SL Govt accepts LTTE's talks offer
Sri Lankan Govt has given its nod for talks despite suspicion over Tigers real motive, writes PK Balachandran.india Updated: Aug 13, 2006 17:01 IST
In a surprising move last Friday, the Liberation Tigers of Tamil Eelam (LTTE) sent a message to the Sri Lankan government seeking unconditional peace talks.
The government responded immediately and positively, even as it suspected that the offer of talks might be LTTE's way of getting a breather in the on-going war, and buying time to recoup its military strength.
The Director General of the Government Peace Secretariat, Dr Palitha Kohona, told Hindustan Times on Sunday, that he received a message from the Head of the LTTE's Peace Secretariat, S Puleedevan, through the Nordic truce monitors, saying that the LTTE was keen on immediate and unconditional talks to resolve the current conflict.
"I replied that we were ready for talks immediately," Dr Kohona said.
" Puleedevan wanted to know if the government had any conditions. I said that there were no conditions, and quoted what the President had always been saying, that we were ready for unconditional talks," he added.
But there had been no response to this from the LTTE till Sunday morning, Kohona added.
Asked if the government's offer of talks stood even after the assassination of the Deputy Director General of the government Peace Secretariat, Kethesh Loganathan, by the LTTE in Colombo on Saturday, he said: " Yes, indeed. The LTTE is a murderous group. But the problem is not just the LTTE. There is a larger problem, the problem of the Tamil people, which needs to be resolved and that can be done only through negotiations."
Ploy to buy time
The government's Defence Spokesman Keheliya Rambukwela said that given the past conduct of the LTTE, the offer of talks in the midst of hostilities could well be a ploy to soften the opposition and buy time for a military build up.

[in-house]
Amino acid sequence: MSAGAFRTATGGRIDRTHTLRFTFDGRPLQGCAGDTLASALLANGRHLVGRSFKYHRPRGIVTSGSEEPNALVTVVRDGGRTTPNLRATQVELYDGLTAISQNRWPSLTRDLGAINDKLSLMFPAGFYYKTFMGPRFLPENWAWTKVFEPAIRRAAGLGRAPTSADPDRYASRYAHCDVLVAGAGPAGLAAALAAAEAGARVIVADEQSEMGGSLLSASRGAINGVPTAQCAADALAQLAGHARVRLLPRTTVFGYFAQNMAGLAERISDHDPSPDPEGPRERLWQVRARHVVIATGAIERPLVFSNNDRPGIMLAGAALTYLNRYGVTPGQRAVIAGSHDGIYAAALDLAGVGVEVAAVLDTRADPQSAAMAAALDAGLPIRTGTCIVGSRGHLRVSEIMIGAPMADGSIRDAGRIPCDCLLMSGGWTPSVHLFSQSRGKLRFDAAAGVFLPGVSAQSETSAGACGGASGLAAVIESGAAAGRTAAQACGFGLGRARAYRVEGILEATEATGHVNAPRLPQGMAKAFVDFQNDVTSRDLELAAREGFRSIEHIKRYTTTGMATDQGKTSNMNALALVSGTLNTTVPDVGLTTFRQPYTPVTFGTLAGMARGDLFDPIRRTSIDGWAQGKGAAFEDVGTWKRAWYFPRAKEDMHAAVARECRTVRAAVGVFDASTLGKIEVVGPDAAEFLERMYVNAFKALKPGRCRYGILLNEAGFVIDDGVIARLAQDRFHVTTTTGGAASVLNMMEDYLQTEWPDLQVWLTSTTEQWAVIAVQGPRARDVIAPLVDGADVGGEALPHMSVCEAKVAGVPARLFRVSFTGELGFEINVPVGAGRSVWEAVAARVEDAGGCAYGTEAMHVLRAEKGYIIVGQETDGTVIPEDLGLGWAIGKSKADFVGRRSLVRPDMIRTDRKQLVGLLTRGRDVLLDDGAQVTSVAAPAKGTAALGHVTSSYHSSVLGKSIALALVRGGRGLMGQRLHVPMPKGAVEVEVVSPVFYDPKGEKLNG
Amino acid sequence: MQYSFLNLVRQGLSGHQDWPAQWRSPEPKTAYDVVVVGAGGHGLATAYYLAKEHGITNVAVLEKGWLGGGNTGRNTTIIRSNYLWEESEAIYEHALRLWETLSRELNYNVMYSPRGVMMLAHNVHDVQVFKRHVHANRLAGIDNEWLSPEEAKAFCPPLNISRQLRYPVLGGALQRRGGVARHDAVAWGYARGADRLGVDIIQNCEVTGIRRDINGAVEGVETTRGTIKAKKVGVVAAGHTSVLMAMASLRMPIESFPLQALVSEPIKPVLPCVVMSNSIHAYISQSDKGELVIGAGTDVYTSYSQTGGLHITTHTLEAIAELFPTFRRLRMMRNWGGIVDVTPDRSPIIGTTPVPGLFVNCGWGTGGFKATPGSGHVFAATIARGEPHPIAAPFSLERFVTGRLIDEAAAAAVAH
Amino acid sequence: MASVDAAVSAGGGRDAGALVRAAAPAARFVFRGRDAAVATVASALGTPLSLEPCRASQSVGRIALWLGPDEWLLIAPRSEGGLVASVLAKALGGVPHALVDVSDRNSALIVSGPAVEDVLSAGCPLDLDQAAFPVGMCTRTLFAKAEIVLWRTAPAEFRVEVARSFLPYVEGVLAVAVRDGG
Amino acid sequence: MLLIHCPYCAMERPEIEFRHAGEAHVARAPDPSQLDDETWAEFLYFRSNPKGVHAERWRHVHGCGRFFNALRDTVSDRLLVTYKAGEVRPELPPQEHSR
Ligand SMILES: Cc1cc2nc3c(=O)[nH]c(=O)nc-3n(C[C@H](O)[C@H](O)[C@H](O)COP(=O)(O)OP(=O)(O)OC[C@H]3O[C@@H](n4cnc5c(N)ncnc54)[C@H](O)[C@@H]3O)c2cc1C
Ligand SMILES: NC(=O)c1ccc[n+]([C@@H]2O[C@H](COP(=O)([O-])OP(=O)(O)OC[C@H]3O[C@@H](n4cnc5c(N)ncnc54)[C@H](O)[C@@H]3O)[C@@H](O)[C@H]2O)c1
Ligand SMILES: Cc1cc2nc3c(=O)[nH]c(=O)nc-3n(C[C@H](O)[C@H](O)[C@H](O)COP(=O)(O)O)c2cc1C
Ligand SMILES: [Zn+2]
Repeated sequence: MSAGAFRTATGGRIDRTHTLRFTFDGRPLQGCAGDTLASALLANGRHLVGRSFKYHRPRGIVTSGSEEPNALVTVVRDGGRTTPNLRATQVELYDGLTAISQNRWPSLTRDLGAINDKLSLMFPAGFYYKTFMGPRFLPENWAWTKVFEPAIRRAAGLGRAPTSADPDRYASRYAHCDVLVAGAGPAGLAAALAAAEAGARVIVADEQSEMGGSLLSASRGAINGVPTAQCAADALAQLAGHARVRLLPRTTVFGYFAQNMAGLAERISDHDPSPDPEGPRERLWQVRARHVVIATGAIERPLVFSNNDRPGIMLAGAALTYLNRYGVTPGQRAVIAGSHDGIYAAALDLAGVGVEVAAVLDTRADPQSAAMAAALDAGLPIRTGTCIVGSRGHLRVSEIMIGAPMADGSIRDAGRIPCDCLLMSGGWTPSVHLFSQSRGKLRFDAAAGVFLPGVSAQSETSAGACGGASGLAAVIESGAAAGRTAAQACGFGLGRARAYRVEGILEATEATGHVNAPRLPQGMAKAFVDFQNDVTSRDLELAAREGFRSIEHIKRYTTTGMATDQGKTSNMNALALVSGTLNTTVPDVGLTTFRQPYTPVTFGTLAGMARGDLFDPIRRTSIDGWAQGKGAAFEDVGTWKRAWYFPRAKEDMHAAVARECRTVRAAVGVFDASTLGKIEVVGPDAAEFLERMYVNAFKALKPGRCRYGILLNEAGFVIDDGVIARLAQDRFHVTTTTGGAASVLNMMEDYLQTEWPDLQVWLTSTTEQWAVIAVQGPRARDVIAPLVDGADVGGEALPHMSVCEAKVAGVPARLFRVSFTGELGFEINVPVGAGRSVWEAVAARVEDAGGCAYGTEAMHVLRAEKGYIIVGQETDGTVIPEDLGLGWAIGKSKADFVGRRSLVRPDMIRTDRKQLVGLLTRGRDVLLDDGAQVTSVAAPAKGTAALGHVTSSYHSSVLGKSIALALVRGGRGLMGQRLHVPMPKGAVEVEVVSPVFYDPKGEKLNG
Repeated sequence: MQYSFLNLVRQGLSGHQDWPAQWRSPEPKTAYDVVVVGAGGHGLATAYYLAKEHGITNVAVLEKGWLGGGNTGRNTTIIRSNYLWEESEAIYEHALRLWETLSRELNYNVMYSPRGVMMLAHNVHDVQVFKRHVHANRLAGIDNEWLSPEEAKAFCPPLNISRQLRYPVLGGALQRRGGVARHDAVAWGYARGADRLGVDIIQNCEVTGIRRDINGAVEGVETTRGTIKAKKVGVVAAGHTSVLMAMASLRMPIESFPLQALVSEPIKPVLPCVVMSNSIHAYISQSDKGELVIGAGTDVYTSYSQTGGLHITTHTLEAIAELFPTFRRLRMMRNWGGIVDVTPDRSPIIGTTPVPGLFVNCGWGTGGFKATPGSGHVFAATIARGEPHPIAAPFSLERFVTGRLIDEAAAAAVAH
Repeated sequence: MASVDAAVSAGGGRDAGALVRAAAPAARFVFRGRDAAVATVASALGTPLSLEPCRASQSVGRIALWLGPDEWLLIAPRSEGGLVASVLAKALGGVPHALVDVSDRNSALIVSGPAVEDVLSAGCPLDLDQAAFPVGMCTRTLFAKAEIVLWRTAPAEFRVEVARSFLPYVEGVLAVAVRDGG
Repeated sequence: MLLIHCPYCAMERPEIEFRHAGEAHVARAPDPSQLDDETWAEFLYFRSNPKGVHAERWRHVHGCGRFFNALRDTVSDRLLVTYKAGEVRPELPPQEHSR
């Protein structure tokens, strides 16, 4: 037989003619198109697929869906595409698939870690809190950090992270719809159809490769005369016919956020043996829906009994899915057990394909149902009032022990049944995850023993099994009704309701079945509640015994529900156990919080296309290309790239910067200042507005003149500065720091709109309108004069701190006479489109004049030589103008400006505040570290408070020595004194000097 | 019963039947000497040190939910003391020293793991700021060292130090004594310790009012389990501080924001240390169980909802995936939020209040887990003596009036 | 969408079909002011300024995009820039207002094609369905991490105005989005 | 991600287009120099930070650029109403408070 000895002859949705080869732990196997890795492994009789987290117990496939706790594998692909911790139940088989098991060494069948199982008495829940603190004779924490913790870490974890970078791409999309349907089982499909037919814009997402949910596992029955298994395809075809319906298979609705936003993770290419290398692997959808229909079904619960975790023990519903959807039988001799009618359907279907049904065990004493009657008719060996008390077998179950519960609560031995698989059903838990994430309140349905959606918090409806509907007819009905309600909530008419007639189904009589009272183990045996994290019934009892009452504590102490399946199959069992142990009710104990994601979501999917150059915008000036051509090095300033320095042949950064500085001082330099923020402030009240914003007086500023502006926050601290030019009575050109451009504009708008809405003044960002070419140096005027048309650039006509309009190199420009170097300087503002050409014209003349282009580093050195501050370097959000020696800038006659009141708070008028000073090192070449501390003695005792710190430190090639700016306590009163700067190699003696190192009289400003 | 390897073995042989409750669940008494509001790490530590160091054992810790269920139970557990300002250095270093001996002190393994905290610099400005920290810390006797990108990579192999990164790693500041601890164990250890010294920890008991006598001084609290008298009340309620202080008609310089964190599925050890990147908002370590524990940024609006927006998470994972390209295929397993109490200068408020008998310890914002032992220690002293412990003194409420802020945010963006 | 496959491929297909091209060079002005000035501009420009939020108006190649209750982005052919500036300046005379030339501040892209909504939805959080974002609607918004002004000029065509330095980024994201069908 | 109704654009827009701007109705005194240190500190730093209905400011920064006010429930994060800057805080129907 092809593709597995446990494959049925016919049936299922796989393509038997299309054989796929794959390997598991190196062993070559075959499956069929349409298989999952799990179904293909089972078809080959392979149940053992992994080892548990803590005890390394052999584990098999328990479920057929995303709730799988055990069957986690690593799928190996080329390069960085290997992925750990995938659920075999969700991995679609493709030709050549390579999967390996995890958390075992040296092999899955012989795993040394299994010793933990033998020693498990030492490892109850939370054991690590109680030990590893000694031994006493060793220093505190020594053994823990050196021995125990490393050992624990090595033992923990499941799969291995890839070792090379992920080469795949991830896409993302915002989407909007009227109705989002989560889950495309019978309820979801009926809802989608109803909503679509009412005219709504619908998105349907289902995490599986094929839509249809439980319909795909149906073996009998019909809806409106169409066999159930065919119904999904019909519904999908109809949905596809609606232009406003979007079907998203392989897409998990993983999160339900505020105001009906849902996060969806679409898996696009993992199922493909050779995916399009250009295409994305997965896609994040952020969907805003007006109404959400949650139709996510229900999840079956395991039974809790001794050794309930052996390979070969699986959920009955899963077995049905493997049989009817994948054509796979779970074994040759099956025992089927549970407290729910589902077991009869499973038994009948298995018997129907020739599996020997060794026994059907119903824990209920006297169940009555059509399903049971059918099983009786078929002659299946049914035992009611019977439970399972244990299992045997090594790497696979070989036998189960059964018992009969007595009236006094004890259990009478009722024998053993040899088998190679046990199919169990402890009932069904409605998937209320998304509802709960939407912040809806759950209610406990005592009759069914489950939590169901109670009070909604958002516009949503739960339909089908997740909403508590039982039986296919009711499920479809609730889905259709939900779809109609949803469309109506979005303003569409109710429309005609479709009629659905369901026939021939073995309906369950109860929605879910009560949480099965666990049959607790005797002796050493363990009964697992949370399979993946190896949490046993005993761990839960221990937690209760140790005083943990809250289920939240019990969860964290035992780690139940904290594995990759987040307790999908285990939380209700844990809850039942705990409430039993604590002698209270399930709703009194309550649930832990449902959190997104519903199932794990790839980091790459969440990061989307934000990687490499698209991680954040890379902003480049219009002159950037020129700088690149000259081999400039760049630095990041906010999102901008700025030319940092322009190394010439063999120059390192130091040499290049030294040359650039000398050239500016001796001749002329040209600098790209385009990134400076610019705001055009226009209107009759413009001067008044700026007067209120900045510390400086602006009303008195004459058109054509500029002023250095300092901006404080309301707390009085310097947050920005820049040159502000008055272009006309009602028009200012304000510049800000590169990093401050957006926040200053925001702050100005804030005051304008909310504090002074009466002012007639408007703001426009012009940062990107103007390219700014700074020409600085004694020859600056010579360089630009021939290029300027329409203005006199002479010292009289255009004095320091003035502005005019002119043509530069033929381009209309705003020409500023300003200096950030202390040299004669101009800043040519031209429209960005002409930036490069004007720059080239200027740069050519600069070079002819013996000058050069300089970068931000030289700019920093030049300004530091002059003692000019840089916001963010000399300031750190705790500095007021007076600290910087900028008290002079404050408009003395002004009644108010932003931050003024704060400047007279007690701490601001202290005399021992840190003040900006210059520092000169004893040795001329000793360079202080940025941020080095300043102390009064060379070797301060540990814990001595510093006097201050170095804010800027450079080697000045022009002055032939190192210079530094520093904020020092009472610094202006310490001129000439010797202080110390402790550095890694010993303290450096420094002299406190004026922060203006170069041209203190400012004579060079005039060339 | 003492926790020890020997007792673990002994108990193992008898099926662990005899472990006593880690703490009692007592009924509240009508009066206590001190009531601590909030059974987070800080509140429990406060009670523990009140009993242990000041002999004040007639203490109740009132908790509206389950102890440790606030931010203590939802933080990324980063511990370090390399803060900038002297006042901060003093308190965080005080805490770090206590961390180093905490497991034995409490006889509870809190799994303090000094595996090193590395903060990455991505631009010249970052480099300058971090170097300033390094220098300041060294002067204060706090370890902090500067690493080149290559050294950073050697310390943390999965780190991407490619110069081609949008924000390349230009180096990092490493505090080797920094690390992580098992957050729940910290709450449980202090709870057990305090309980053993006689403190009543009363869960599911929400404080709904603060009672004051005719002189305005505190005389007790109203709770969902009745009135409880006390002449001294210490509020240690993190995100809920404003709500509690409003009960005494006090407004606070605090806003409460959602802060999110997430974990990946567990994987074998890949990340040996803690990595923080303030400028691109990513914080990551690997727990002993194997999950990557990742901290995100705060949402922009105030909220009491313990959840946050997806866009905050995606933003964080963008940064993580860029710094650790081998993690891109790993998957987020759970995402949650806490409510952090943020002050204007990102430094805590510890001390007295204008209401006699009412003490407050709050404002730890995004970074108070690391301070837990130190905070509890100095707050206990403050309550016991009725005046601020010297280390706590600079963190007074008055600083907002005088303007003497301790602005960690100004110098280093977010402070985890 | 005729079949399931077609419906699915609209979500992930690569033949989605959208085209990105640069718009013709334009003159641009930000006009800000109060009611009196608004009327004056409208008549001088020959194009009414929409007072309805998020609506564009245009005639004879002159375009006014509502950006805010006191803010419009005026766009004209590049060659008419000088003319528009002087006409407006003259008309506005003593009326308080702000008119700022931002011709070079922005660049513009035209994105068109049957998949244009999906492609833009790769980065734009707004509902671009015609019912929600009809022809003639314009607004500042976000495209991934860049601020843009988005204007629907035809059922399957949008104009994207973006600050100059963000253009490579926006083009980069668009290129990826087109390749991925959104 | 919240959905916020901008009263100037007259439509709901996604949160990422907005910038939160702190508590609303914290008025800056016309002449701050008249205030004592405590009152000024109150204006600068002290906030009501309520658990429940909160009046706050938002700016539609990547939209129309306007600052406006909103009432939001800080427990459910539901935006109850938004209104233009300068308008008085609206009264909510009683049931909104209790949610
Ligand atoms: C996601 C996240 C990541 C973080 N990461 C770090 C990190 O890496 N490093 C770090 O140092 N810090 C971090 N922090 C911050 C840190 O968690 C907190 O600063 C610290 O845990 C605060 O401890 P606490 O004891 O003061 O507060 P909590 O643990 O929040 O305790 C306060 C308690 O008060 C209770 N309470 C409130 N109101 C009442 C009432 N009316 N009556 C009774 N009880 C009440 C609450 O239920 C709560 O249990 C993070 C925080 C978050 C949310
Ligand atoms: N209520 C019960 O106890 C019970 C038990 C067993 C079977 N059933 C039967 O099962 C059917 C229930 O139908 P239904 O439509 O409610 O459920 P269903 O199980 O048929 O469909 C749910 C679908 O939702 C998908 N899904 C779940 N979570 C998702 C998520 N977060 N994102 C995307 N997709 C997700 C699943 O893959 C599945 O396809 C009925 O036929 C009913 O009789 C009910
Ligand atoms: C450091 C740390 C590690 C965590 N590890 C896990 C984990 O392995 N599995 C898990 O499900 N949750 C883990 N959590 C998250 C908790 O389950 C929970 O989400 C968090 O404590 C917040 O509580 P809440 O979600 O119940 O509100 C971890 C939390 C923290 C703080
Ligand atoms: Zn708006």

He said that the recent military operations had put the LTTE in a tight spot, and that it seemed to need a breather. Hence a request for a let up.
The LTTE had failed to get into Jaffna, through Muhamalai, Kayts and Mandaitivu, despite putting its best men and material including heavy artillery, he said.
It had lost 200 cadres and 300 had been wounded. The Security Forces, on the other hand, lost 23 men, including four officers, Rambukwela said.
However, the government was prepared to go for talks at any time, and the venue was already there at Geneva, he pointed out.
"We can have the talks tomorrow or the day after, if the LTTE is willing and the logistics can be worked out."
The government had been saying all along that it was ready to go for a second round of talks at Geneva, but it was the LTTE which , was playing truant, he pointed out.
National security only constraint
Rambukwela said that the country had only one constraint - national security. There could be no talks at the cost of national security, he asserted.
He felt that the LTTE was the world's most ruthless terrorist group bent on separatism. Terrorism, he added, could not be contained by devolution of power or sharing power. It had to be dealt with separately in appropriate ways, he argued.
Rambukwela then went on to give examples from India, which, while being the world's largest democracy with a system of power sharing, was also faced with separatism and terrorism.
He cited Kashmir and the recent multiple blasts in Mumbai as illustrations.
When asked why then the government of Sri Lanka was saying it was ready to talk to the LTTE at any time and any place, he retorted: "What else can we do?"
JVP opposes peace talks
Meanwhile, the Janatha Vimukthi Peramuna (JVP), one of the key allies of the Mahinda Rajapaksa government, said that it was against peace talks with the LTTE.
It also wanted the peace facilitator Norway, out.
In an interview to the state-owned Sunday Observer the head of the JVP's international affairs department Vijitha Herath MP, said that the LTTE was wedded to the concept of an independent "Tamil Eelam", and this idea, he added, should be suppressed if peace was to be attained.
"If we suppress this idea only we can find a solution to the North and East. They (the LTTE) are a hindrance to the peace. The LTTE must be defeated militarily," Herath said.